Jerrold Katz: A Personal Memory
I got to know Jerry Katz personally when I was writing a book based on his work in philosophical semantics. I'd been following his theory of decompositional sense structure ever since Language and Other Abstract Objects, but it wasn't until I read The Metaphysics of Meaning that I saw that his work had important implications for the theory of determinate meaning in literary studies -- more than that: a way out of the weak-minded indeterminacy and "social constructionism" in which my own and practically every other English department in the country was then mired.
I sent Jerry a letter out of the blue, explaining who I was and what I was up to, feeling a bit trepidatious in light of what Bernard Williams had only recently called the "pod theory of English departments" -- i.e., that the most probable explanation of what was going on in English departments was an Invasion of the Body Snatchers scenario in which serious literary scholars had been replaced by alien pods that, left in their vicinity while asleep, duplicated their external appearance while replacing them in the morning with creatures who muttered endlessly recycled snatches of Bourdieu and Lyotard and Homi Bahba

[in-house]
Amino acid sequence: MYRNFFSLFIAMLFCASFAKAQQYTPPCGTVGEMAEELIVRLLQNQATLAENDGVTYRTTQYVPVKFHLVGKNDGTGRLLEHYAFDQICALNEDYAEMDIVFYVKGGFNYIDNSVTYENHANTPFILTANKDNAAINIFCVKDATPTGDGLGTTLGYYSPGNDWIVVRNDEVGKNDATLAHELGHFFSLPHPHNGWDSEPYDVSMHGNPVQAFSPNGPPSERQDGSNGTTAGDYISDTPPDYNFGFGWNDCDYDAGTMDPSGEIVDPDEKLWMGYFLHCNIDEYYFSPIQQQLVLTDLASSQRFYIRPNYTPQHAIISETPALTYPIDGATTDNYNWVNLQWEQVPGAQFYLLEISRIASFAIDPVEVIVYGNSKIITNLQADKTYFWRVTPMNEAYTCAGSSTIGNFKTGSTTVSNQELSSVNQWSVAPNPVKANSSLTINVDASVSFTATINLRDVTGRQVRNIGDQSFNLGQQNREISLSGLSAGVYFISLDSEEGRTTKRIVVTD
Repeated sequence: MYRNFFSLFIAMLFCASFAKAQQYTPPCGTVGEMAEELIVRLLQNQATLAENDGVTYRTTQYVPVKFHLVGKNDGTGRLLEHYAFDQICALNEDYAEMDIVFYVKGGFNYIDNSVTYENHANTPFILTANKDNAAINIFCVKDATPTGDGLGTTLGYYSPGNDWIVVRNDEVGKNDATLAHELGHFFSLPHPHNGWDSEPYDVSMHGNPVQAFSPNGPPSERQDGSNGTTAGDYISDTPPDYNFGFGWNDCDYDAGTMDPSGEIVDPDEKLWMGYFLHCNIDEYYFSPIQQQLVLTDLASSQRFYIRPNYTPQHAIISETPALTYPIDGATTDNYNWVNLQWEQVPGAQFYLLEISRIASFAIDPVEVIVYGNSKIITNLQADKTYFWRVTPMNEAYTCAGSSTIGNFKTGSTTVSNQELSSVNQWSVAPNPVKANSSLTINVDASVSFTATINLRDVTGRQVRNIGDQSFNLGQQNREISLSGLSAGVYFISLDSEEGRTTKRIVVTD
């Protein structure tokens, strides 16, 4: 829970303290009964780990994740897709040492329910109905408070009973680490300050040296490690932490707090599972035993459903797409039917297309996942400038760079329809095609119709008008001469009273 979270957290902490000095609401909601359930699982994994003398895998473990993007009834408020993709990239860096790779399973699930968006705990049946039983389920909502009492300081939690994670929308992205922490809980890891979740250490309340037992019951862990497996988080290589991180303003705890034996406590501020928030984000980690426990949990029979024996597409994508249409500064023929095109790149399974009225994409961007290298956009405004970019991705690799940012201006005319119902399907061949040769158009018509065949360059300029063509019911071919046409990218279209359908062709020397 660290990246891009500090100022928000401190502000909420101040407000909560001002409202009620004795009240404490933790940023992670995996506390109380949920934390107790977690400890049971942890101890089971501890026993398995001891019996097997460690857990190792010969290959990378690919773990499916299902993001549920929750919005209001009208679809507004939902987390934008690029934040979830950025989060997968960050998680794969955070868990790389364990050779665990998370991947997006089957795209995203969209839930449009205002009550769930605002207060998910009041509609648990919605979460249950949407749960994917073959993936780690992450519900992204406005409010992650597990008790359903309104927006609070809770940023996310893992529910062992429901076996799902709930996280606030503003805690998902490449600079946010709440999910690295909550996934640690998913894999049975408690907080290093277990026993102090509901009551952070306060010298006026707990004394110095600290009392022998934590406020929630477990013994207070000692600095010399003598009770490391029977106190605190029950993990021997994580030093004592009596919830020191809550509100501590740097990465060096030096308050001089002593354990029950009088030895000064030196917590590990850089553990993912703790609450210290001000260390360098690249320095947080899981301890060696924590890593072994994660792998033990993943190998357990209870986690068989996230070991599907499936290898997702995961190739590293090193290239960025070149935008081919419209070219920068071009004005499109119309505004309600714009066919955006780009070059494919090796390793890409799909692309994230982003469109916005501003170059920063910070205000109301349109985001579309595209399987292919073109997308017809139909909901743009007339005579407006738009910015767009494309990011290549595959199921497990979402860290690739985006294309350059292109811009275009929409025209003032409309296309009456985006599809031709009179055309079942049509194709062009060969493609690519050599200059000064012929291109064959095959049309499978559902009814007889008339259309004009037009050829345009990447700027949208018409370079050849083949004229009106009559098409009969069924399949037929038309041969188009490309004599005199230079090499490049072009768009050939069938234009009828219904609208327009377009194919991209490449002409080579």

To my enormous relief, Jerry didn't know much about what was going on in literary studies. He was endlessly patient with my inquiries about a complicated body of work he'd been developing over the previous 20 years. When I finished the manuscript and sent it to him, he delayed and delayed -- "I'll get to it, I'll get to it" -- and then proceeded to demolish it and suggest an alternative ground plan from which it might be built back up again right. I gathered the fragments and went to work and, two years later, came up with a version that earned his stamp of approval.